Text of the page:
CHINA / SOCIETY
Nine arrested for planning bomb attacks, as HK chief urges society to openly condemn terrorism
Published: Jul 06, 2021 04:00 PM
Hong Kong Police Wanchai district headquarters, Aug 21, 2019 Photo: Xinhua

Hong Kong Police Wanchai district headquarters, Aug 21, 2019 Photo: Xinhua



The Hong Kong Police Force (HKPF) announced on Tuesday that they have arrested nine suspects under the national security law for Hong Kong who attempted to make bombs and planned a series of attacks.

The nine are suspected to have engaged in a terrorist activity. They had previously made bombs in a hostel and planned to bomb courts, cross-harbor tunnels and railways and even planned to put some of these explosives in trash bins on the street to "maximize damage caused to the society," the HKPF said in the announcement. 

They are five men and four women aged between 15 and 39 years old. Six of them are secondary school students, one secondary school teacher and a university management-level employee, authorities said. Police said the group belongs to a secessionist organization called "Returning Valiant."

The HKPF has dismantled the explosive lab, which was located in a hostel room. Officers also froze bank funds of around HK$600,000 ($77,238), as well as cash that they believed was linked to suspected terrorist activities.

Chief Executive of the Hong Kong Special Administrative Region Carrie Lam noted that the implementation of the national security law has effectively stopped violence and chaos in the past year, yet there is still a shadow of black violence in the city.

"The lack of supervision of social networks has been taken advantage of by some people to spread hateful ideology and extremist ideas," Lam pointed out on Tuesday. She noted that a few recent violent incidents have sounded the alarm.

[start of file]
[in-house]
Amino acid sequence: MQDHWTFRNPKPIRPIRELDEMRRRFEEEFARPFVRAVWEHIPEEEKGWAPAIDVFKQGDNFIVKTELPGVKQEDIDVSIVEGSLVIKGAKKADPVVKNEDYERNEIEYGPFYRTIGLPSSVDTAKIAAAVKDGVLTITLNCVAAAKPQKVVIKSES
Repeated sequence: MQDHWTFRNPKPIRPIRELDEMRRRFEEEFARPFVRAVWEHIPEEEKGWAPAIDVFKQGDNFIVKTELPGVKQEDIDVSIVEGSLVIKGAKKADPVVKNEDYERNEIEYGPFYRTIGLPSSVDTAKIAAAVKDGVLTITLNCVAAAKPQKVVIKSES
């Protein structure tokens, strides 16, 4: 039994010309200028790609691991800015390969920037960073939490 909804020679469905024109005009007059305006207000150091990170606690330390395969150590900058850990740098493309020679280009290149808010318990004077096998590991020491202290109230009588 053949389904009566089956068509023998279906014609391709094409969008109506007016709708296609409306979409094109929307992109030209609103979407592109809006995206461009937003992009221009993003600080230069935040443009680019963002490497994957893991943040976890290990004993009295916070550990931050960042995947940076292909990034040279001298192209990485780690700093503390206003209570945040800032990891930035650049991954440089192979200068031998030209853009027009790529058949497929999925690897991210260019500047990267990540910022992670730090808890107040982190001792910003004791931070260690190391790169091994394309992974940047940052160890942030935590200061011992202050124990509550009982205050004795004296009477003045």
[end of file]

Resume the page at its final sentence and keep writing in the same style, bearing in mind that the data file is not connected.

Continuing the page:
On Thursday, a man stabbed a police officer in the street and later killed himself in a lone-wolf style terrorist attack. The 28-year-old officer sustained a punctured lung in the attack and remains in a hospital, according to local media. The case was taken over by the national security department.

On the same day, bottles of combustible material were thrown onto a slope near the Government House and two were arrested in the case. 

Such actions prove that "black violence" has gone from being public to being covert, Lam said. 

The national security law for Hong Kong has been in effect for over a year, during which time over 120 people have been arrested under the law. 

Experts noted that the law has generally restored the stability of Hong Kong society, although a few isolated, vicious cases still exist. 

"All government departments shall have a sense of national security, including education, broadcasting, and culture and the arts," Lam said. "The public shall openly condemn violence, and it shall not find excuses for the perpetrators of violence."

Fan Peng, a research fellow at the Chinese Academy of Social Sciences' Institute of Political Sciences in Beijing, pointed out that some extremist secessionist forces have infiltrated the schools in the past few years, leading to irrational incitement of youth as well, a long-standing public safety concern. 

"This phenomenon is expected to be tackled as the national security law further takes root in the minds of the public," Fan noted.

A recent poll shows that over 70 percent of Hong Kong residents understand and support the national security law, which shows the law has taken root in society. 

"The national security law has served as a very good legal education and reshaping of legal authority for Hong Kong society. More and more people are aware of the legitimacy and necessity of the national security law," said Tian Feilong, associate professor at Beihang University in Beijing and a member of the Beijing-based Chinese Association of Hong Kong and Macao Studies.




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